There's SaaS products for every enterprise form and function: Treasury SaaS for Finance teams, Analytics SaaS for data teams (an entire Modern Data Stack), Headless E-commerce SaaS for marketing teams, and more. These department-specific tools and products all have two things in common:
Composability – Headless/API-first products that integrate easily into existing stacks. Best-of-breed means that even the most platformized SaaS need to play well with others.
Data sovereignty – Data is safer in the cloud than it is on premise. But customers want data to be safe on their cloud. Not only for composability with other tools, but to reduce lock-in and often egress fees. This isn't incompatible with closed-source software, many new companies are pivoting to Bring-your-own-database (BYODB).
The important and unsolved question is who manages these software stacks embedded in different departments? It used to be IT. But now these are real software stacks that needs to be versioned, tested, deployed, and managed (even if you're using a managed service). Composability requires engineers to do the plumbing. Data sovereignty comes with a cost of ownership.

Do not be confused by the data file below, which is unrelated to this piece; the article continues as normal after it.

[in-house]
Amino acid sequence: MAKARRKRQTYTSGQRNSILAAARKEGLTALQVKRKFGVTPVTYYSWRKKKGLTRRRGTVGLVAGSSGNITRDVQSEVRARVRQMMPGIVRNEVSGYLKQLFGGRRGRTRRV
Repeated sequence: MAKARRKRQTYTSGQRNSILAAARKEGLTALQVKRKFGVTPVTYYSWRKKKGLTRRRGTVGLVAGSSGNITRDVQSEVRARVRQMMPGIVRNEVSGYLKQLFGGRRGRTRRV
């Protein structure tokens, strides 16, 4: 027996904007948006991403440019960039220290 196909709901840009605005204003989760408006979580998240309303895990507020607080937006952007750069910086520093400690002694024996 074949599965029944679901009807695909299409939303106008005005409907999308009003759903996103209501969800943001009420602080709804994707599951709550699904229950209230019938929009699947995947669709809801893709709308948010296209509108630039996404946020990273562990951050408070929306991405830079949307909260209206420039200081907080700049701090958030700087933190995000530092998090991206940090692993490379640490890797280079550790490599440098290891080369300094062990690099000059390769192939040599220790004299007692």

Workers are becoming more literate with technology.
The answer so far has been to upskill the analytical-but-not-software-engineer workers (see The Modern Data Stack) to learn how to use version control, write tests and documentation, and clean data. If you squint, a data engineer looks a bit like a DevOps engineer. Everyone is pushing around different flavors of configuration and YAML.
Maybe platform teams will become more important in engineering organizations. Managing Kubernetes or other generic platform endpoints for self-service within marketing, sales, finance, and data. But organizationally managing software across the entire company is going to get even harder.